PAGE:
About

Foraged Fruit Project

The Questions: Why are people foraging for apples today? How are they doing it? And what kinds of fruit are they finding? Could that fruit be useful – not just for the cider it produces today – but for the future of orchards in years to come? Our transdisciplinary project combines oral history and ethnographic research methods with horticultural and agricultural research in plant science. We want to understand both the social and cultural motivations behind foraging practice, as well as learn more about the fruit itself, its qualities, its parentage, and the resilience of the trees it comes from.

The Researchers: The Foraged Fruit Project is a research collaboration between Dr. Gregory Peck of Cornell University Dr. Maria Kennedy of Rutgers University to investigate the practice and produce of foraging apples in New York State’s cider industry.

The research project is based at Cornell University and is funded by a grant from the David M. Einhorn Center for Community Engagement, and partners with the New York Cider Association.

The Research Process: Throughout the project, we will be seeking to interview people who are engaged in foraging apples. Based on interviews, we will request fruit and leaf samples from a select number of people to assess fruit quality and genetics. Anyone may fill out our query form linked here: Foraging Practices Survey Link

The Science: Juice analyses will include extraction efficiency, as well as the concentration of soluble solids, reducing sugars (fructose, sucrose, and glucose), sorbitol, ammonia, primary amino nitrogen, titratable acidity, total polyphenols, and polyphenol composition. Genetic fingerprinting of cider apple trees will be conducted using leaf samples submitted the Washington State University Tree Fruit Genotyping Laboratory. Phenotypic and genotypic data will be uploaded to the Peck Lab’s CiderBase, a database that currently included 375 different types of apples.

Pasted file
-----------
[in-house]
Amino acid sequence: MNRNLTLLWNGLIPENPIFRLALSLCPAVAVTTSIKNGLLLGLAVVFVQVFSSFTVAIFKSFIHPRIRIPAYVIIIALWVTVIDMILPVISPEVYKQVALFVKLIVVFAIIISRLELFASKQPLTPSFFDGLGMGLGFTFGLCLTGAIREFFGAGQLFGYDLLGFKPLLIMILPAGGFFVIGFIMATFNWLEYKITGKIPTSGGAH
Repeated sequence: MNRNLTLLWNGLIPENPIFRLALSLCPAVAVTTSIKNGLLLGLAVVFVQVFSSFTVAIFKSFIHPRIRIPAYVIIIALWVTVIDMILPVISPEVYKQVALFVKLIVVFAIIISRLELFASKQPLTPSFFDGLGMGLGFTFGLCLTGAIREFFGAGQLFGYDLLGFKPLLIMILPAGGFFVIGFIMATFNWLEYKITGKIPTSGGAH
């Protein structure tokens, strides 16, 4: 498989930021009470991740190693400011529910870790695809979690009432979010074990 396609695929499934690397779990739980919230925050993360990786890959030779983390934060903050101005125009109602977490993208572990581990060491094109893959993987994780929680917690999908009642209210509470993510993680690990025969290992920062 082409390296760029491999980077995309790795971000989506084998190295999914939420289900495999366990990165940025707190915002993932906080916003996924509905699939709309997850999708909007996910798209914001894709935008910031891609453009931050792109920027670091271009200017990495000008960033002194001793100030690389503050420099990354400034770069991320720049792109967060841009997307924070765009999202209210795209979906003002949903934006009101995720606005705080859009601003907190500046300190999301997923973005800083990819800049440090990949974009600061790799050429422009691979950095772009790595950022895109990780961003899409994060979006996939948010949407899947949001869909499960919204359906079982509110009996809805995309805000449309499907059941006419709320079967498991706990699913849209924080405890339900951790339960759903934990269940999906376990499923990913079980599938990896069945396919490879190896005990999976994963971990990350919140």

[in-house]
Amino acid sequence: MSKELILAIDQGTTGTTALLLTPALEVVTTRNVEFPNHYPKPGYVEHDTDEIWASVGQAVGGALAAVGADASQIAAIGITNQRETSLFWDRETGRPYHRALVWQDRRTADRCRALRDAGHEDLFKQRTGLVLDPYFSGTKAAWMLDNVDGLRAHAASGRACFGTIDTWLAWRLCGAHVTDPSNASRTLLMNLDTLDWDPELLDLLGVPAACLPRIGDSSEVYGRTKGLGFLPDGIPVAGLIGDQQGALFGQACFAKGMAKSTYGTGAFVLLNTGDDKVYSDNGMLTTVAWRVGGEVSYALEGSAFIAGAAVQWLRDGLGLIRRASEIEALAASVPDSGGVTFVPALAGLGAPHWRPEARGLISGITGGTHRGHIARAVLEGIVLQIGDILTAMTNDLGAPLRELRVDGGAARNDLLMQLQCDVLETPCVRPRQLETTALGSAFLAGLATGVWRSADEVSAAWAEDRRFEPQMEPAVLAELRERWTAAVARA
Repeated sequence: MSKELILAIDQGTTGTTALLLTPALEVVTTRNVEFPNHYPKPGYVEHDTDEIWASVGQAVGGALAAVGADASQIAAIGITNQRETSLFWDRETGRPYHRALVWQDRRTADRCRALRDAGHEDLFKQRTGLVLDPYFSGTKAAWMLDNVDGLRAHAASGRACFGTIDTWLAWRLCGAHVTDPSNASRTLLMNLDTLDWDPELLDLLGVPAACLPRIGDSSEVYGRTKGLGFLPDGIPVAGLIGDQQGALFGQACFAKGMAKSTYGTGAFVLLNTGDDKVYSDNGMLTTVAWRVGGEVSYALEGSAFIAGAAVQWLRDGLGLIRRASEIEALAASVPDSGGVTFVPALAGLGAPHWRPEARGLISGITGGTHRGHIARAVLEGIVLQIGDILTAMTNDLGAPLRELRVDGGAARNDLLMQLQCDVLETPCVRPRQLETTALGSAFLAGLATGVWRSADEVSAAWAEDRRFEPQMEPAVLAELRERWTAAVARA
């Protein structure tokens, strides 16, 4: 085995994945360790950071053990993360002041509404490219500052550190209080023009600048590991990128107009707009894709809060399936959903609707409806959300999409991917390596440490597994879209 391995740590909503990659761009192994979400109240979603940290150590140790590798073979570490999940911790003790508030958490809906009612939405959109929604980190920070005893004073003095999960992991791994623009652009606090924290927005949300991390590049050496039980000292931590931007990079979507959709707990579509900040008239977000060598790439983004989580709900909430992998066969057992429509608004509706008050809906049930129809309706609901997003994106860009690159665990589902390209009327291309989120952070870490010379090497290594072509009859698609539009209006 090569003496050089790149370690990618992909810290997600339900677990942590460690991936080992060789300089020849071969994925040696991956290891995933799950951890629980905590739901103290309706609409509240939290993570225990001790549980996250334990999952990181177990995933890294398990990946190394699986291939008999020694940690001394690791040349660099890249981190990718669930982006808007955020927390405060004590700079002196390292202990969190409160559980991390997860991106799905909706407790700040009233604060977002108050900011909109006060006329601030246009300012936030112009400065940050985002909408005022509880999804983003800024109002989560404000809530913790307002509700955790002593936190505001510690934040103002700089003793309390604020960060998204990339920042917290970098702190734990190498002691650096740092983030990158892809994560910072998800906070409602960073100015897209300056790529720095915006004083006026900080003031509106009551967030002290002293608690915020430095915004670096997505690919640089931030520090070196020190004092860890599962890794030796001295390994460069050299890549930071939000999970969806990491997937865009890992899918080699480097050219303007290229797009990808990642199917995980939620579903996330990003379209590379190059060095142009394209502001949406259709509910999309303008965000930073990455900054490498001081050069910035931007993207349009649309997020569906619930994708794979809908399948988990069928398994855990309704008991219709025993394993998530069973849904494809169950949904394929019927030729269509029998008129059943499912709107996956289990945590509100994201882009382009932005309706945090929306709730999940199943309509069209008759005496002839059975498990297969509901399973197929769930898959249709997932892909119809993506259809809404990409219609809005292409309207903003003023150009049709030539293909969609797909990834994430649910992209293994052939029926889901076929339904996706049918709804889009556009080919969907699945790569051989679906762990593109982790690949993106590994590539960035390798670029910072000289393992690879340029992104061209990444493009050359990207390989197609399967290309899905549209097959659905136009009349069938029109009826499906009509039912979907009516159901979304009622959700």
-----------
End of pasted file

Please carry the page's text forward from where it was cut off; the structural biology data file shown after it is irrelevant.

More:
CONTACT: If you would like to contact us about the project, please email us at:

Maria Kennedy: maria.kennedy@rutgers.edu ~ Contact Maria for questions about setting up an interview or queries about the general purpose and impact of the project

Gregory Peck: gmp32@cornell.edu ~ Contact Greg for questions about the horticultural and agricultural science aspects of the project.

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